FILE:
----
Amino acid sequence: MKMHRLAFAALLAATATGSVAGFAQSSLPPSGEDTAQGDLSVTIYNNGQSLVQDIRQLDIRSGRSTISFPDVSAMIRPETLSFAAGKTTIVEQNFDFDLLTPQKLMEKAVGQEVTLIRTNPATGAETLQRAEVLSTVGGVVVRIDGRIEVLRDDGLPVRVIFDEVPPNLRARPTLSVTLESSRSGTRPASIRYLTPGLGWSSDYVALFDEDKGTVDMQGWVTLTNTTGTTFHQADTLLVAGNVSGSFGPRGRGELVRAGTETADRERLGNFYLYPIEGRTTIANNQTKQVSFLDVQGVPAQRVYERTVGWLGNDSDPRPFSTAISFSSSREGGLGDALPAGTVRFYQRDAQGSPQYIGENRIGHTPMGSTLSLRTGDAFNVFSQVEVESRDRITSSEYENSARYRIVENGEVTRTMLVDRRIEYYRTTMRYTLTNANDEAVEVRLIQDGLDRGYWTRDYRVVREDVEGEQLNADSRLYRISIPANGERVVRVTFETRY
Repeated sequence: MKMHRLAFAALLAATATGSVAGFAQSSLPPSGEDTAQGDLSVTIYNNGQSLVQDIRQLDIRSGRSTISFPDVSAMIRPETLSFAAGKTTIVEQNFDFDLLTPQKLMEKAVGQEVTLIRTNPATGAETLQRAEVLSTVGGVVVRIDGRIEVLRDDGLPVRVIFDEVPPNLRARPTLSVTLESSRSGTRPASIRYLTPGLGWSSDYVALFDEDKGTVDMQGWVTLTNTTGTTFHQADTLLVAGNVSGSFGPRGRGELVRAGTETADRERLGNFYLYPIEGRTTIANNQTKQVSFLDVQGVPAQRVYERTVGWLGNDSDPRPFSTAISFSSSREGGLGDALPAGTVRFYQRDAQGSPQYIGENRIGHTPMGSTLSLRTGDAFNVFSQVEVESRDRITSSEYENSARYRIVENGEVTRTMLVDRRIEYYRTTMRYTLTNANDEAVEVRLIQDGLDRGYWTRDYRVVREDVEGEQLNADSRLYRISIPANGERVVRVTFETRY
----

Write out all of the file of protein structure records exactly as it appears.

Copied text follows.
Amino acid sequence: MKMHRLAFAALLAATATGSVAGFAQSSLPPSGEDTAQGDLSVTIYNNGQSLVQDIRQLDIRSGRSTISFPDVSAMIRPETLSFAAGKTTIVEQNFDFDLLTPQKLMEKAVGQEVTLIRTNPATGAETLQRAEVLSTVGGVVVRIDGRIEVLRDDGLPVRVIFDEVPPNLRARPTLSVTLESSRSGTRPASIRYLTPGLGWSSDYVALFDEDKGTVDMQGWVTLTNTTGTTFHQADTLLVAGNVSGSFGPRGRGELVRAGTETADRERLGNFYLYPIEGRTTIANNQTKQVSFLDVQGVPAQRVYERTVGWLGNDSDPRPFSTAISFSSSREGGLGDALPAGTVRFYQRDAQGSPQYIGENRIGHTPMGSTLSLRTGDAFNVFSQVEVESRDRITSSEYENSARYRIVENGEVTRTMLVDRRIEYYRTTMRYTLTNANDEAVEVRLIQDGLDRGYWTRDYRVVREDVEGEQLNADSRLYRISIPANGERVVRVTFETRY
Repeated sequence: MKMHRLAFAALLAATATGSVAGFAQSSLPPSGEDTAQGDLSVTIYNNGQSLVQDIRQLDIRSGRSTISFPDVSAMIRPETLSFAAGKTTIVEQNFDFDLLTPQKLMEKAVGQEVTLIRTNPATGAETLQRAEVLSTVGGVVVRIDGRIEVLRDDGLPVRVIFDEVPPNLRARPTLSVTLESSRSGTRPASIRYLTPGLGWSSDYVALFDEDKGTVDMQGWVTLTNTTGTTFHQADTLLVAGNVSGSFGPRGRGELVRAGTETADRERLGNFYLYPIEGRTTIANNQTKQVSFLDVQGVPAQRVYERTVGWLGNDSDPRPFSTAISFSSSREGGLGDALPAGTVRFYQRDAQGSPQYIGENRIGHTPMGSTLSLRTGDAFNVFSQVEVESRDRITSSEYENSARYRIVENGEVTRTMLVDRRIEYYRTTMRYTLTNANDEAVEVRLIQDGLDRGYWTRDYRVVREDVEGEQLNADSRLYRISIPANGERVVRVTFETRY